Taitung County police on Friday seized an unregistered helicopter and held its owner for questioning on suspicion that he had been flying without a license, a prosecutor said on Saturday.
The owner, surnamed Chen (陳), was later released on NT$250,000 (US$8,627) bail, while the Robinson R22 Beta II helicopter found at his residence was seized, Taitung District Prosecutors’ Office prosecutor Tseng Yang-ling (曾揚嶺) said.
Chen denied flying the unregistered aircraft recently, as had been reported to the police, saying that he had not flown it since he learned that it was illegal to do so, Tseng said.
The investigation followed the Civil Aeronautics Administration’s (CAA) announcement on Tuesday last week of an air safety campaign targeting unregistered helicopters and light aircraft, as well as unlicensed pilots.
The CAA said that while there are no restrictions on the importation of helicopters, they must be registered and operated by licensed pilots.
There are no registered Robinson R22 helicopters in Taiwan, but about six or seven of the aircraft have recently been used for unauthorized flights, the agency said.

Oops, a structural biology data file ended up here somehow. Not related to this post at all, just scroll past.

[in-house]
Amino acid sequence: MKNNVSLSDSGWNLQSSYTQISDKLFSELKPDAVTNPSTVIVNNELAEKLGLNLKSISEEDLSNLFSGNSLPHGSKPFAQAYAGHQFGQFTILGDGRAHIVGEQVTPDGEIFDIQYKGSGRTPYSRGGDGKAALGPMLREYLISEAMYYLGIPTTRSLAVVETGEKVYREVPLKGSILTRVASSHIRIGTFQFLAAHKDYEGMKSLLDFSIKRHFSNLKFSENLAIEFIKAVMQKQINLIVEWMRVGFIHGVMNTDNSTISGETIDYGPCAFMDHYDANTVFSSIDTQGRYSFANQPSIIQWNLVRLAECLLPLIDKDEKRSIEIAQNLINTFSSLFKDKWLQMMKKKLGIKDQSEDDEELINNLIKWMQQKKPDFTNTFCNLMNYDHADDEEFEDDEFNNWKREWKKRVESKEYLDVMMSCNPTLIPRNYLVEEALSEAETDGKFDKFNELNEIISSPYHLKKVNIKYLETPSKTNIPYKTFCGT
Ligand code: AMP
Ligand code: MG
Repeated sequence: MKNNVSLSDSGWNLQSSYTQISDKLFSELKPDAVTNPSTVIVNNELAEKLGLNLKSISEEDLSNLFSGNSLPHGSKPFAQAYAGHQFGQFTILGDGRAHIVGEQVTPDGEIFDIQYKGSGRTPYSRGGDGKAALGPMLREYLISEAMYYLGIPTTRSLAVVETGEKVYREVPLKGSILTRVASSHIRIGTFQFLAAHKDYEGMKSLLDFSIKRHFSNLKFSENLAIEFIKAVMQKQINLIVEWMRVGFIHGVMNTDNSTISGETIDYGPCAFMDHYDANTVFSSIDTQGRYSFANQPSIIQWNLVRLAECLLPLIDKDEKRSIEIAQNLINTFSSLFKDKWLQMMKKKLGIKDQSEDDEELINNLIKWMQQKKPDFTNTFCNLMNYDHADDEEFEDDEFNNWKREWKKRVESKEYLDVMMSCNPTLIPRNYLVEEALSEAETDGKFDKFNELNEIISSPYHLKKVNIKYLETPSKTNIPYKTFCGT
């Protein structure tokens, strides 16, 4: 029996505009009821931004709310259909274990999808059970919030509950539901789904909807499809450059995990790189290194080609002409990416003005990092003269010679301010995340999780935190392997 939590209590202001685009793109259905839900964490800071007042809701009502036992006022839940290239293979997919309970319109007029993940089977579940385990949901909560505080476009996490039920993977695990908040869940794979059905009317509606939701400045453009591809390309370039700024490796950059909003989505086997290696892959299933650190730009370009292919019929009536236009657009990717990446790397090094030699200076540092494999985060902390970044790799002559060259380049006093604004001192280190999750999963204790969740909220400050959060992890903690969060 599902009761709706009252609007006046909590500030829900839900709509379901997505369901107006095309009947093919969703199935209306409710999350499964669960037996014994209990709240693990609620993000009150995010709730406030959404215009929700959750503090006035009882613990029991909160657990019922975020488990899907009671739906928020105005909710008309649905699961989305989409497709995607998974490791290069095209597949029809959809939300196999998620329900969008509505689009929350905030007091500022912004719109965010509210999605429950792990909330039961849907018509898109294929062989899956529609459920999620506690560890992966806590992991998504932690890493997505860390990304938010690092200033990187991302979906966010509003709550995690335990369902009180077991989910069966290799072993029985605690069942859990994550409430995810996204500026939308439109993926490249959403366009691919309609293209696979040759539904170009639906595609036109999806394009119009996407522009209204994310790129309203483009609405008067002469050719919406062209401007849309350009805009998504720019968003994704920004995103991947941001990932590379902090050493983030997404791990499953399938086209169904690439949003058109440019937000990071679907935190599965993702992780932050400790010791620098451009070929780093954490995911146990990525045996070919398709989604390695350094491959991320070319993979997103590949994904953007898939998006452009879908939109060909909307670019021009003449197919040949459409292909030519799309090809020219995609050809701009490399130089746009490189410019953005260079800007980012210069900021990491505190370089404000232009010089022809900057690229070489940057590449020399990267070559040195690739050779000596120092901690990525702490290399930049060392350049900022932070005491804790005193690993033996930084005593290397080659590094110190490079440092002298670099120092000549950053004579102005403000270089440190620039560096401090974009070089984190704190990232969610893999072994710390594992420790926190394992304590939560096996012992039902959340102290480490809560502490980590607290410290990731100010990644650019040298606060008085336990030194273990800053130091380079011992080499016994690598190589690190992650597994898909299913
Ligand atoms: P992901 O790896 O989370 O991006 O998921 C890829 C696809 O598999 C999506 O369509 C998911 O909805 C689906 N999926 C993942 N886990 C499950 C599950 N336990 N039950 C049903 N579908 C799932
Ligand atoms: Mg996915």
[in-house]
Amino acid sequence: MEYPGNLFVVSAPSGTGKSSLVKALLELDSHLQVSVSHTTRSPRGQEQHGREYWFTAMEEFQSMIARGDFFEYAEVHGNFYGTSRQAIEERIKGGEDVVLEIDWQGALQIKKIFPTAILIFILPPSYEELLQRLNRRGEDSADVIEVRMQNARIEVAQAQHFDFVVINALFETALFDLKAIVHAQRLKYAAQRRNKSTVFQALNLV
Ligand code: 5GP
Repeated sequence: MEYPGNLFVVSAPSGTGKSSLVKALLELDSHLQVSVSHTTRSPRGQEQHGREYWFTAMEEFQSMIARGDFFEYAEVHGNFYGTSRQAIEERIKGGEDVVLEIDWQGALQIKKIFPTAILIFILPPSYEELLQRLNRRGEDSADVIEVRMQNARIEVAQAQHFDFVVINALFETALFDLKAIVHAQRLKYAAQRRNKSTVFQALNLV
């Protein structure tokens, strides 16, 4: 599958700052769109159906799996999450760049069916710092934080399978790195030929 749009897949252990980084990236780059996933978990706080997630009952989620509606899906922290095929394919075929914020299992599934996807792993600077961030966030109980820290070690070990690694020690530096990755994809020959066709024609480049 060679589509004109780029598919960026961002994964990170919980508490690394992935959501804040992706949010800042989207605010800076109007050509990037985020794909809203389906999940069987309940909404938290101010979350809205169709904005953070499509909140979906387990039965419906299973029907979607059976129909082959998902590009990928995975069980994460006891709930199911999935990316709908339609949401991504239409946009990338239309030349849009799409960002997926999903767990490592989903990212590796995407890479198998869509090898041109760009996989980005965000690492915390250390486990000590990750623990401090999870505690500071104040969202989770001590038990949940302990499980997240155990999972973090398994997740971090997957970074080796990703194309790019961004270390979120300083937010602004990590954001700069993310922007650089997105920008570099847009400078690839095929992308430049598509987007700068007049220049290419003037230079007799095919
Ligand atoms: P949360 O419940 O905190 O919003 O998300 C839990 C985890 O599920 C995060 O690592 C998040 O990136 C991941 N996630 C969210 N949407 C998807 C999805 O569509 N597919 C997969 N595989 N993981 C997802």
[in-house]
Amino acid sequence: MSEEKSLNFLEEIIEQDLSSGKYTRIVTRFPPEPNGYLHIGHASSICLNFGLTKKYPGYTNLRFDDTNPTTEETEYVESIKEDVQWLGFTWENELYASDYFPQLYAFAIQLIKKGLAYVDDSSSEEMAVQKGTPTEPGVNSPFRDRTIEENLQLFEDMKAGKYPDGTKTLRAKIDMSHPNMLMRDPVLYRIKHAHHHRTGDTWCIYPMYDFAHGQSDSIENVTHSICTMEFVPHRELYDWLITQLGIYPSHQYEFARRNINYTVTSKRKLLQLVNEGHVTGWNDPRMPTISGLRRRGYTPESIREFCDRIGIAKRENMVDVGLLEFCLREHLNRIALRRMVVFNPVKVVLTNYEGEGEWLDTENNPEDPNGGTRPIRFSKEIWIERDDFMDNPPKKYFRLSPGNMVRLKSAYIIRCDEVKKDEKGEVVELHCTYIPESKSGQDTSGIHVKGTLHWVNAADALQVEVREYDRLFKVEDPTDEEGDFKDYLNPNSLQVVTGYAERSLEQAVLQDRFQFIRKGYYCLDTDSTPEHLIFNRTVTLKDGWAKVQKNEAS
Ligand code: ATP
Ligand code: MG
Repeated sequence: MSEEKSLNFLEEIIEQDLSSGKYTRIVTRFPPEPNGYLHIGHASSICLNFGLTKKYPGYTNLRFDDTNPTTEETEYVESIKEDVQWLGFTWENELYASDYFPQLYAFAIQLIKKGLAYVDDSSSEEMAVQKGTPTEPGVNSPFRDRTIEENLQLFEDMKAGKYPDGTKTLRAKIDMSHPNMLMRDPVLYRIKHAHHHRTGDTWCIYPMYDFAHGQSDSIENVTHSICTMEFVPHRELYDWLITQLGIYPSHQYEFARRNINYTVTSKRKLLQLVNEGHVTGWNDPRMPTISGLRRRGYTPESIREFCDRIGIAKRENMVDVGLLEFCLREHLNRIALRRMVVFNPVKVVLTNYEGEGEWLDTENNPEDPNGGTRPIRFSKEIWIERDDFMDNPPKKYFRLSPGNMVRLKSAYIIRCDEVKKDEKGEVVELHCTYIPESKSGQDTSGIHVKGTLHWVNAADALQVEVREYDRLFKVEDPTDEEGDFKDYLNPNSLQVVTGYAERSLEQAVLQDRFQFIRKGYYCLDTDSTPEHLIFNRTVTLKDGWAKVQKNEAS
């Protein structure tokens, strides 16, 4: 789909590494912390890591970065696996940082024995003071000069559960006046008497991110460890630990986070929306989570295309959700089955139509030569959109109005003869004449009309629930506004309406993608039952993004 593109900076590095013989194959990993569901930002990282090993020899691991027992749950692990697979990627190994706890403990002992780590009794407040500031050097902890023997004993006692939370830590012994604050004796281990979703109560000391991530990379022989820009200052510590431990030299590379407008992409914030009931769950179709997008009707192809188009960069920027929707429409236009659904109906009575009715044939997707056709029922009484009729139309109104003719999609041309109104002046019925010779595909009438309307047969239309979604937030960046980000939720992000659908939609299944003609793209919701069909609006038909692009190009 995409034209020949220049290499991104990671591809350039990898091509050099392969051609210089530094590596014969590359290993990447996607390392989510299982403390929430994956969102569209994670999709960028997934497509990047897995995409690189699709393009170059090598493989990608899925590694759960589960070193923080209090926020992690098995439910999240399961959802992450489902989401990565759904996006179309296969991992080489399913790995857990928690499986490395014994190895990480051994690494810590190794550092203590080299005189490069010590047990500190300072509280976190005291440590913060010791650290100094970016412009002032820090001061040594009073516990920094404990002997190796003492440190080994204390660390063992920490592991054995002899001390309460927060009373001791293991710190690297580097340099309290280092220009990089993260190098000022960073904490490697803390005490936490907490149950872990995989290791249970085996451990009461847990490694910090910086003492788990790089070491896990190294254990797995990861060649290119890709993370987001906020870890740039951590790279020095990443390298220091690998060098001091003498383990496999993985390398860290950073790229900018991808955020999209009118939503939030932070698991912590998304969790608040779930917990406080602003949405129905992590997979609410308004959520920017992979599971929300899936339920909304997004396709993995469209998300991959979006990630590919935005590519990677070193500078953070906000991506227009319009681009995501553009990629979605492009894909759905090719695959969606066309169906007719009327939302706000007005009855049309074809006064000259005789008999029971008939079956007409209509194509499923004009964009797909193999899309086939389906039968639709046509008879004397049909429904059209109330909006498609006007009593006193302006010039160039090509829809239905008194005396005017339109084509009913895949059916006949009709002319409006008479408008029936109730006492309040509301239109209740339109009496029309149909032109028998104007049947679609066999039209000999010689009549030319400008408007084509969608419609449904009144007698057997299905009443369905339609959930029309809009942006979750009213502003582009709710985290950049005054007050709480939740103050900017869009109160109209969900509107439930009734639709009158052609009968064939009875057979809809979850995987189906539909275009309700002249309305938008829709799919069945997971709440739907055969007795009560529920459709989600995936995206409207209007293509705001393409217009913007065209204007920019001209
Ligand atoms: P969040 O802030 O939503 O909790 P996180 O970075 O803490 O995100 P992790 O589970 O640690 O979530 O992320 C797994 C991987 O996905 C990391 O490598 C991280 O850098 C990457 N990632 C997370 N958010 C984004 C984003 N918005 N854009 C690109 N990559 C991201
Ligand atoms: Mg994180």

New Taipei City authorities last week seized one of the aircraft, which had been reported to have made unauthorized flights in the middle of last month, the CAA said.
With the help of the National Police Agency and local governments, the CAA said it is more strictly enforcing the Civil Aviation Act (民用航空法) and that prosecutors would seek heavy punishments against offenders.
However, it would offer assistance to aviation enthusiasts who come forward to obtain licenses and register their aircraft, the agency added.
Operating an unregistered aircraft or flying without a license can be punished by up to five years in prison and a fine of up to NT$1 million, according to the act.
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